Juvenile lifers get support from teen students

By Ed White

Associated Press

DETROIT (AP) -- Hundreds of students from a Roman Catholic school are asking the Michigan Supreme Court to give some prisoners a chance at release, saying they "know, live and acknowledge" how teenagers commit impulsive acts.

The court this week accepted a legal brief signed by 450 of 530 students from Father Gabriel Richard High School in Ann Arbor. It comes two weeks before the court hears arguments in cases involving prisoners who are serving mandatory no-parole sentences for murder committed when they were teens.

The court will decide whether more than 300 inmates should get new sentences that could someday lead to their parole. The issue is whether to apply retroactively a landmark ruling by the U.S. Supreme Court, which says people under 18 have a right to a hearing that explores their background, education, influences and anything else that may have preceded the crime.

"How is it just to continue a practice in Michigan that has been ruled unconstitutional by the U.S. Supreme Court?" the students said in a brief drafted mostly by junior Matilyn Sarosi and filed by Grand Rapids attorneys Jon Muth and Patrick Jaicomo.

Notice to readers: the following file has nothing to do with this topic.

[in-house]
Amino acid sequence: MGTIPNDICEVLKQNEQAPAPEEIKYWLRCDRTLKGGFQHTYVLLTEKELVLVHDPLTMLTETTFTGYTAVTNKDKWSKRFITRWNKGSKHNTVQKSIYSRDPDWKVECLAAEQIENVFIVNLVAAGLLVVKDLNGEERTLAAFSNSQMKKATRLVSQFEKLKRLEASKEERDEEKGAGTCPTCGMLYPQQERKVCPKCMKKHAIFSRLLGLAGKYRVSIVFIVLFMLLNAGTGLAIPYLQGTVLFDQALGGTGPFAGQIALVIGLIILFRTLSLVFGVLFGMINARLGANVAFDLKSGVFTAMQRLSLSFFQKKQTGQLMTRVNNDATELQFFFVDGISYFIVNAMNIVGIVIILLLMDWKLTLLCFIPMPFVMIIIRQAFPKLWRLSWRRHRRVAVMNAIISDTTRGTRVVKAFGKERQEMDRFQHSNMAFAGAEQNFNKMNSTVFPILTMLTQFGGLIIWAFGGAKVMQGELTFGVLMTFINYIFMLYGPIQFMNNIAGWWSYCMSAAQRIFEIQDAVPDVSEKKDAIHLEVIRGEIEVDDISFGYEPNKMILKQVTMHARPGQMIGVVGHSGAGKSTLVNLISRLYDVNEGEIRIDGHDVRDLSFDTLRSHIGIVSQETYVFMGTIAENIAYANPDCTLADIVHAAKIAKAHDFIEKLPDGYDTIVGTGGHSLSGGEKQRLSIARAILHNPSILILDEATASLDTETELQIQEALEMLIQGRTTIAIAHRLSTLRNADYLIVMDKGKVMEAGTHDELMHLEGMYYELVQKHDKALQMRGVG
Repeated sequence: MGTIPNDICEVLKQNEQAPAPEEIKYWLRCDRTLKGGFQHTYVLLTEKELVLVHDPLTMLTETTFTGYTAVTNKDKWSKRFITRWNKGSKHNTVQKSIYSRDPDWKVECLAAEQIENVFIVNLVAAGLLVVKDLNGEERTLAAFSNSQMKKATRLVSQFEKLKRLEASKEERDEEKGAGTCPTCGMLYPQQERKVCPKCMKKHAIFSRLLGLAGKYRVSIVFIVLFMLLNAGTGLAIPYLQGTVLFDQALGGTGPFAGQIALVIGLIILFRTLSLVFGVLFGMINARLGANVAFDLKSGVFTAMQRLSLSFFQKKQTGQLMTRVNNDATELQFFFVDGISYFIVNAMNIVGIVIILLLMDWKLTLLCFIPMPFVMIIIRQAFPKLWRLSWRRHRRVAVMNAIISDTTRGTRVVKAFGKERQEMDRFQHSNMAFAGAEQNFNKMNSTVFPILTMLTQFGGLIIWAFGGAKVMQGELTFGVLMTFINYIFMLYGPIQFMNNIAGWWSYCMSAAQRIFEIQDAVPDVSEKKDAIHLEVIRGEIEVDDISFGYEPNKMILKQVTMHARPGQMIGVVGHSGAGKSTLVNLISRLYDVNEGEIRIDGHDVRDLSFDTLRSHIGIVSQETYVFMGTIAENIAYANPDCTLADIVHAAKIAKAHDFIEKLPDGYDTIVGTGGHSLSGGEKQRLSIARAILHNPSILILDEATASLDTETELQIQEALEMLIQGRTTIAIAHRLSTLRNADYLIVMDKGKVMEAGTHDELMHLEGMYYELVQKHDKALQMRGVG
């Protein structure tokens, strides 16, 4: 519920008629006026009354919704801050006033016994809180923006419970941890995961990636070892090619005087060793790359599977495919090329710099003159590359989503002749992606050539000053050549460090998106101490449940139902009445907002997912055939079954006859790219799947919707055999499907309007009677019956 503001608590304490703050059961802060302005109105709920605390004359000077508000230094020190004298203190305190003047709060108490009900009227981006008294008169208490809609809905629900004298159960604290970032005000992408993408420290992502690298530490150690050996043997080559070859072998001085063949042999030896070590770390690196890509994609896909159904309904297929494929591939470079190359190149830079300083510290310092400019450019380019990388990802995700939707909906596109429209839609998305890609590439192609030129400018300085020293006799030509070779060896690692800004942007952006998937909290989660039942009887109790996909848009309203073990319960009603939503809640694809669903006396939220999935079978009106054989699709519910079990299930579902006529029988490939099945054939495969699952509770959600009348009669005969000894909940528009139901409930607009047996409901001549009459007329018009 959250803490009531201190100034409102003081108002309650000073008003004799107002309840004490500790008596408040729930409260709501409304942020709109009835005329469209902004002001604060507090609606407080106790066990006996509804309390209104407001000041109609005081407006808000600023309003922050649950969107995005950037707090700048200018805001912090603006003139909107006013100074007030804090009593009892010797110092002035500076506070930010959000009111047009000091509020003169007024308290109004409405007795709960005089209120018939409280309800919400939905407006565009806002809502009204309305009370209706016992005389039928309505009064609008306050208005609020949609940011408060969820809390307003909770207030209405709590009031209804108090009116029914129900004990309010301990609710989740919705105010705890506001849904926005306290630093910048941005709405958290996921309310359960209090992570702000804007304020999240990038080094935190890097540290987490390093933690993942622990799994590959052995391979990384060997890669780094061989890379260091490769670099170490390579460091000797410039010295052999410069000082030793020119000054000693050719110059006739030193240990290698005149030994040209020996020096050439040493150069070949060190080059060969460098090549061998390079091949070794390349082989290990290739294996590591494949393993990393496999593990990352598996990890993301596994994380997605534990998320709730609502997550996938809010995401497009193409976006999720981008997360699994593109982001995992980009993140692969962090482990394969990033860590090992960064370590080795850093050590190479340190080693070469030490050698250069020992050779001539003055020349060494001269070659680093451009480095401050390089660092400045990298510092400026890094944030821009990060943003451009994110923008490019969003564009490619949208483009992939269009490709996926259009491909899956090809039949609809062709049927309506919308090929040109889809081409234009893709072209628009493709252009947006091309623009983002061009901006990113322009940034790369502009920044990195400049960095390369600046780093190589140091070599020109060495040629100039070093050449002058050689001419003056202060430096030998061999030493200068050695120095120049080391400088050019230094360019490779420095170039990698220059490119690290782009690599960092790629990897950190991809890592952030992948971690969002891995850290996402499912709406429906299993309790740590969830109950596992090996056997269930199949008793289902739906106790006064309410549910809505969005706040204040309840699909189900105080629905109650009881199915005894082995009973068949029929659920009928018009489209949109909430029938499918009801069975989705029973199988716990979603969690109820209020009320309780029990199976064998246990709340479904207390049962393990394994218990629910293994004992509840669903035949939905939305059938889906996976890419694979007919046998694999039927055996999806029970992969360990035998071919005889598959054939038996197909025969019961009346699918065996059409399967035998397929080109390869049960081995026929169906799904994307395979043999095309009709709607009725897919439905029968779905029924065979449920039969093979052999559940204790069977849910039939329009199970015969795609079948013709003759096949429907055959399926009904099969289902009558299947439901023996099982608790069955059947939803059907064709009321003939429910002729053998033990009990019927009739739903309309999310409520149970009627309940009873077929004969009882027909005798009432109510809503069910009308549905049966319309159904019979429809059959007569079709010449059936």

The students said all people have the potential to express sorrow for their sins and be rehabilitated. They quoted prisoner Damion Todd, who said he hadn't lived on "Earth long enough" to understand the impact of his actions.

"We know, live and acknowledge this impulsiveness and rashness in our daily lives, and know it is prevalent amidst our peers. ... It is illogical to give the harshest sentence, a sentence that does not allow redemption, to the ones who may have the greatest capacity for redemption itself," the students said.

Supreme Court spokeswoman Marcia McBrien said it's unusual to get a brief from teenagers.

She said outside voices "can bring a special expertise or perspective that enriches the court's decision-making."

Arguments are scheduled for March 6. Attorney General Bill Schuette is urging the court to deny any retroactive benefit to prisoners. Separately, state lawmakers recently passed new sentencing rules that follow the U.S. Supreme Court decision, but they wouldn't apply to current inmates.

Published: Fri, Feb 21, 2014